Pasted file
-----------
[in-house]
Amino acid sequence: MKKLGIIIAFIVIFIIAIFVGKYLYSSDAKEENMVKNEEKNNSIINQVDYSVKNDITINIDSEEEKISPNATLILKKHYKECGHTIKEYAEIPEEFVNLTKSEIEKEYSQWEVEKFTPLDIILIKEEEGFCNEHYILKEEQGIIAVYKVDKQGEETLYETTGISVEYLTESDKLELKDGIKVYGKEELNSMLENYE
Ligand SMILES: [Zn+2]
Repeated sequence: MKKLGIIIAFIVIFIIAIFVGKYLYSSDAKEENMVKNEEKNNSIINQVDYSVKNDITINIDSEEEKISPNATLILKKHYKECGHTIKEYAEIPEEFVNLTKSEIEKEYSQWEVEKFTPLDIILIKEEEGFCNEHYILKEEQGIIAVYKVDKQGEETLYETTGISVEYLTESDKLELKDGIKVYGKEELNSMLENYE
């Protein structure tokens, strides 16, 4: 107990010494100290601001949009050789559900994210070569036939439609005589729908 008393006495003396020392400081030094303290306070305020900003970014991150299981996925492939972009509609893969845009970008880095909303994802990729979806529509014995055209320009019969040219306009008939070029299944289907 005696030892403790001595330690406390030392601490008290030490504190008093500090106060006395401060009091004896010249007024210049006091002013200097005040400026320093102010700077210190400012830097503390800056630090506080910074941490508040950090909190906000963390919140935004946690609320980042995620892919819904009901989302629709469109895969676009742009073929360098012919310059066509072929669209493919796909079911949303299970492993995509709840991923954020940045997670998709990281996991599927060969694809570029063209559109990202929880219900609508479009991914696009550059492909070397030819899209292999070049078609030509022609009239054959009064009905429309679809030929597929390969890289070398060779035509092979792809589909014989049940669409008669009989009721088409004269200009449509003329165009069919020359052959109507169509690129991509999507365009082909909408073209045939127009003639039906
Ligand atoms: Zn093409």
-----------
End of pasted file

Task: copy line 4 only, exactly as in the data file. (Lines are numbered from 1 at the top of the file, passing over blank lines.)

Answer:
Repeated sequence: MKKLGIIIAFIVIFIIAIFVGKYLYSSDAKEENMVKNEEKNNSIINQVDYSVKNDITINIDSEEEKISPNATLILKKHYKECGHTIKEYAEIPEEFVNLTKSEIEKEYSQWEVEKFTPLDIILIKEEEGFCNEHYILKEEQGIIAVYKVDKQGEETLYETTGISVEYLTESDKLELKDGIKVYGKEELNSMLENYE